Arguably one of the most aggressive artists in the welded metal sub-genre, Popoola creates awesomeness from multiple odd mixes of metals. For Ajorin, his interest in deconstructing norms continues, creating colours out of natural textures of discarded hard metal objects.

Complementing the depth of creativity of the exhibiting artists is the curatorial style in presentation, which includes Thought Pyramid’s fresh method of segmenting the shows. Apart from the COVID-19 protocols, which compelled less crowding, the spacing schedules for Private Viewing, VIP section, Masters visit, and general public shows created a fresh approach in art appreciation.

“The number of attendees per day is set at 30 and their attendance is either strictly by invitation or registration at Ajorin, Dancemetalphor website, which requires the purchase of the event ticket,” curator, Omatsola explained. “Face masks, hand sanitisers, and standing points have been created to ensure visitors keep enough distance from each other while enjoying the ambient environment.”

Recalling the challenges of time constrained towards realisation of Ajorin show, Omatsola described as “most fascinating” how each of the artists delivered “four awe-inspiring pieces in less than eight months,” even during the lockdown of the COVID-19 pandemic. “Most importantly, the works are of fresh imaginations, creativity, and the artists, unarguably dedicated so much into ensuring only their best is exhibited.”

For a rare exhibition like Ajorin, Dancemetalphor, it’s not uncommon for art appreciation relativity in digits value to be raised beyond the expectation of collectors. As much as the attendance at the different segments of the show, so far, had an impressive turn out of collectors, with about half of the exhibits said to have been tagged, pricing was still the issue.

Omatsola asked, rhetorically: “Can a collector or art fanatics ever pay the actual price-value for a unique and exceptional art piece?” Yes, Omatsola’s view is a common phrase in art market parlance, as a usual defence to justify the high price. The ‘priceless tag’ that dealers, auction houses, and gallerists always weave around art pieces over the years is not demystified.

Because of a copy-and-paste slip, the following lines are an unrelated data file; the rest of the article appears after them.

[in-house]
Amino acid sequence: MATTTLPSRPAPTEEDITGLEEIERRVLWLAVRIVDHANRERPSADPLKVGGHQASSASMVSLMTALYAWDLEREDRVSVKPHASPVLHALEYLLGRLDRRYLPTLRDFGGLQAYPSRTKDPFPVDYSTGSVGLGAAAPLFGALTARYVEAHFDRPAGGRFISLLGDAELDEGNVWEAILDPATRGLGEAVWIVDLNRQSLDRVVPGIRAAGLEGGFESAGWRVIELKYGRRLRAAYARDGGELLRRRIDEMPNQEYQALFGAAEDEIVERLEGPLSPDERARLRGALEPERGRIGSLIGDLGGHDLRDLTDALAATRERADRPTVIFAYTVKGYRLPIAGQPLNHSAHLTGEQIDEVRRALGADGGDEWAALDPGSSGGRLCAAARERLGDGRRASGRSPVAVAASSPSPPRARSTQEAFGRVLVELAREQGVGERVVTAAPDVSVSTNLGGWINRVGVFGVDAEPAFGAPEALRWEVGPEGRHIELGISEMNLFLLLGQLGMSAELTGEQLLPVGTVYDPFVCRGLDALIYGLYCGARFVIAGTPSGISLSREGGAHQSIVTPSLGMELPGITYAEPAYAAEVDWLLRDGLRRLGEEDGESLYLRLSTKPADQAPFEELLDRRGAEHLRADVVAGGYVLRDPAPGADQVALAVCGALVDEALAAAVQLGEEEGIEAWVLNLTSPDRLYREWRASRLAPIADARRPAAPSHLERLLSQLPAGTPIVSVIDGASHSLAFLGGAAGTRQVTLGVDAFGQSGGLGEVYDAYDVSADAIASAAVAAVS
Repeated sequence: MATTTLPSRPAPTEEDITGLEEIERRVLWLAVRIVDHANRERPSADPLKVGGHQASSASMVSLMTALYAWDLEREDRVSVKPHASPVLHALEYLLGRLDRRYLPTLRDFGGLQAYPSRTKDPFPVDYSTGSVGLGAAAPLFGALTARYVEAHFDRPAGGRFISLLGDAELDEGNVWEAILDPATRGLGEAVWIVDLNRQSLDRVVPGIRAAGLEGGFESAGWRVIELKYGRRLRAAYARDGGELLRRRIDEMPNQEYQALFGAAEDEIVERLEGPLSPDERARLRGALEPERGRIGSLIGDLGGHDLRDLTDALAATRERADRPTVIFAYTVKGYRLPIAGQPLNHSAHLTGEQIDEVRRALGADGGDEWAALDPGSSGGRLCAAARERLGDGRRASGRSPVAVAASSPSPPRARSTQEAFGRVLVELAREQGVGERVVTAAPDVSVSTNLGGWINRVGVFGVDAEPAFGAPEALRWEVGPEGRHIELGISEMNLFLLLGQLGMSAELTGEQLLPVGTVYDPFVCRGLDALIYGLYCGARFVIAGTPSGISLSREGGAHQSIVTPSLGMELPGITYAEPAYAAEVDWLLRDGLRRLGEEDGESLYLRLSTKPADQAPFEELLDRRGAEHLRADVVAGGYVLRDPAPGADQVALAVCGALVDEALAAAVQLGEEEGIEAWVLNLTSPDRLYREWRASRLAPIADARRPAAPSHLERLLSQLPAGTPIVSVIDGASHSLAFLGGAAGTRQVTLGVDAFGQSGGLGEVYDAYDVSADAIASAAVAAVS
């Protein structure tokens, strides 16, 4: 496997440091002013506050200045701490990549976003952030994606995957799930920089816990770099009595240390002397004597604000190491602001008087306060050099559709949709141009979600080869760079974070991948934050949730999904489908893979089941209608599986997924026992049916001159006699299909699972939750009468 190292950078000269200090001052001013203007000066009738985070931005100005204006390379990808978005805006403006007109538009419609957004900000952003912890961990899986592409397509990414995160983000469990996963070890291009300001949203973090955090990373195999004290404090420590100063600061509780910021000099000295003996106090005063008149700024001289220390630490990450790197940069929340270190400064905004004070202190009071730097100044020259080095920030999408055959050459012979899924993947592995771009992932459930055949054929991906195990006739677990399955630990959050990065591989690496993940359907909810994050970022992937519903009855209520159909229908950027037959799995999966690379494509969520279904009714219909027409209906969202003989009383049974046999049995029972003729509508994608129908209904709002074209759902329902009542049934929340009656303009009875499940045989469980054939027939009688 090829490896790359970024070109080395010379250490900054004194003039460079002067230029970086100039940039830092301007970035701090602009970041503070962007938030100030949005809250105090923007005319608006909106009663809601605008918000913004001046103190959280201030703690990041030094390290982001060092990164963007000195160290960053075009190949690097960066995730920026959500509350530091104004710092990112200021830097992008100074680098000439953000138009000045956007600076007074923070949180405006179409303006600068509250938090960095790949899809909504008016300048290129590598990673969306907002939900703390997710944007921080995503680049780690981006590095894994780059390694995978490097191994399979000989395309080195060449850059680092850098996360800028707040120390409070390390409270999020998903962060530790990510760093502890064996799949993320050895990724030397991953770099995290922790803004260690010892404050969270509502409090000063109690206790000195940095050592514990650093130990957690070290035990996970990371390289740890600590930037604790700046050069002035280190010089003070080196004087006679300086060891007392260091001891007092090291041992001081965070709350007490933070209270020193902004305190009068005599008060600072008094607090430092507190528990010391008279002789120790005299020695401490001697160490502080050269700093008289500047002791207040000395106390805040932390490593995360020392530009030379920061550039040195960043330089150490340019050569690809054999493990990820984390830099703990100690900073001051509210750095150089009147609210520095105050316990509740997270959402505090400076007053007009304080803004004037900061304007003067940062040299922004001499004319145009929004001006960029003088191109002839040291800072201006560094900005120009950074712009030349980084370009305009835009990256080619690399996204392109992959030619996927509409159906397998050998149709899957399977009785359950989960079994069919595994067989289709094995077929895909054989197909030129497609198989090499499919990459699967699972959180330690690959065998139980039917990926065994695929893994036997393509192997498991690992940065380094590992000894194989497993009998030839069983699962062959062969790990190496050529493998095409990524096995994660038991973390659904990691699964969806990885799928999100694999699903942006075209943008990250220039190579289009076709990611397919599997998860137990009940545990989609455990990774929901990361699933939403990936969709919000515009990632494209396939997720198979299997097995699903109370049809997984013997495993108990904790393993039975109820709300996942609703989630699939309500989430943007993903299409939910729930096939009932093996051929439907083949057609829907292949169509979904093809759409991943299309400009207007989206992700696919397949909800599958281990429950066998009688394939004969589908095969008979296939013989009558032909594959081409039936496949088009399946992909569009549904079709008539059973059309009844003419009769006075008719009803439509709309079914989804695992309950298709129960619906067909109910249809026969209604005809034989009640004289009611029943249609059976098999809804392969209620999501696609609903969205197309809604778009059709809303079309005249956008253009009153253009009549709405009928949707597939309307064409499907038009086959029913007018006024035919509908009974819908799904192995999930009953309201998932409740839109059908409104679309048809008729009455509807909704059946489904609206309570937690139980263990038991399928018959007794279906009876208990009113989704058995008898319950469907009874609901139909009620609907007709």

“Prior to the launch of Ajorin, it took a lot of courage to ask these hardworking artists to reduce their prices to what we have now,” Omatsola said. “Because we understand metal art in Nigeria isn’t in that space of enormous appreciation yet and besides, our objective at Ajorin, Dancemetalphor is to make people appreciate and see the value of metal art which can’t be achieved if the metal works don’t mobe out of their studios and our gallery.”

He argued that metal artists make as much twice efforts to produce art from “scraps or cutleries to treasures of luxuries we witness in the exhibition today.”

Balogun, who was born in 1966, combines studio practice with an academic career at Yaba College of Technology, where he graduated from (1993/1994) with a specialisation in Sculpture.

Odogwu, born 1970 in Agbor, completed his Higher National Diploma in Sculpture from the famous School of Art and Design, Auchi Polytechnic, Edo State (1991).

Ekpenisi, born in 1978, also studied sculpture at the Auchi Polytechnic, Edo State, where he graduated as the overall best student with Distinction in the 2007/2008 academic session.

Collins, born 1984, attended the School of Art and Design, Auchi Polytechnic in Edo State where he obtained his National Diploma (ND) in painting and general art (2009) and Higher Diploma (HND) in sculpture (2012).

Popoola​ had his first and second degrees in Fine and Applied Arts with specialisation in sculpture and painting respectively at Obafemi Awolowo University, Nigeria.